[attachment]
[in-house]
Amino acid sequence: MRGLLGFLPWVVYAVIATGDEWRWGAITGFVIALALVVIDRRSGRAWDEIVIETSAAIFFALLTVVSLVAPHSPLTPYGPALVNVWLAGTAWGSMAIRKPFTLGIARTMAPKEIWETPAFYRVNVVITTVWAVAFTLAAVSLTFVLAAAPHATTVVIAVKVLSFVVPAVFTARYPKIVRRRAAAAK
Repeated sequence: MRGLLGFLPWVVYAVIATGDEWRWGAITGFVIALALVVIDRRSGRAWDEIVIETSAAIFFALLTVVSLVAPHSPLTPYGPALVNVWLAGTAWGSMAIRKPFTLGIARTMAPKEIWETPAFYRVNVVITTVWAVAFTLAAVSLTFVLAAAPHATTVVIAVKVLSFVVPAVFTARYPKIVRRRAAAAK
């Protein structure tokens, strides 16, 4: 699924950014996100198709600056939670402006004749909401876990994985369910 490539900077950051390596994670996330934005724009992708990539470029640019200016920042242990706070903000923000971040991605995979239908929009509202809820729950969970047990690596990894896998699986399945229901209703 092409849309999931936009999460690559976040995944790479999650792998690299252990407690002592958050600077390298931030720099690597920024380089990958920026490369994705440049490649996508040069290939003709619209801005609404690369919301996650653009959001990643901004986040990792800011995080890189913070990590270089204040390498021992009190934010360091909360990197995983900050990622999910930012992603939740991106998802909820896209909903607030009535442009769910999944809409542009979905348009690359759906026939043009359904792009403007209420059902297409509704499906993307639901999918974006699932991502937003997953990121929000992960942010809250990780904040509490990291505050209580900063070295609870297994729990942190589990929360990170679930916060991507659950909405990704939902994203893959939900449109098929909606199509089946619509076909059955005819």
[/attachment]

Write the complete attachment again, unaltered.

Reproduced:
[in-house]
Amino acid sequence: MRGLLGFLPWVVYAVIATGDEWRWGAITGFVIALALVVIDRRSGRAWDEIVIETSAAIFFALLTVVSLVAPHSPLTPYGPALVNVWLAGTAWGSMAIRKPFTLGIARTMAPKEIWETPAFYRVNVVITTVWAVAFTLAAVSLTFVLAAAPHATTVVIAVKVLSFVVPAVFTARYPKIVRRRAAAAK
Repeated sequence: MRGLLGFLPWVVYAVIATGDEWRWGAITGFVIALALVVIDRRSGRAWDEIVIETSAAIFFALLTVVSLVAPHSPLTPYGPALVNVWLAGTAWGSMAIRKPFTLGIARTMAPKEIWETPAFYRVNVVITTVWAVAFTLAAVSLTFVLAAAPHATTVVIAVKVLSFVVPAVFTARYPKIVRRRAAAAK
């Protein structure tokens, strides 16, 4: 699924950014996100198709600056939670402006004749909401876990994985369910 490539900077950051390596994670996330934005724009992708990539470029640019200016920042242990706070903000923000971040991605995979239908929009509202809820729950969970047990690596990894896998699986399945229901209703 092409849309999931936009999460690559976040995944790479999650792998690299252990407690002592958050600077390298931030720099690597920024380089990958920026490369994705440049490649996508040069290939003709619209801005609404690369919301996650653009959001990643901004986040990792800011995080890189913070990590270089204040390498021992009190934010360091909360990197995983900050990622999910930012992603939740991106998802909820896209909903607030009535442009769910999944809409542009979905348009690359759906026939043009359904792009403007209420059902297409509704499906993307639901999918974006699932991502937003997953990121929000992960942010809250990780904040509490990291505050209580900063070295609870297994729990942190589990929360990170679930916060991507659950909405990704939902994203893959939900449109098929909606199509089946619509076909059955005819």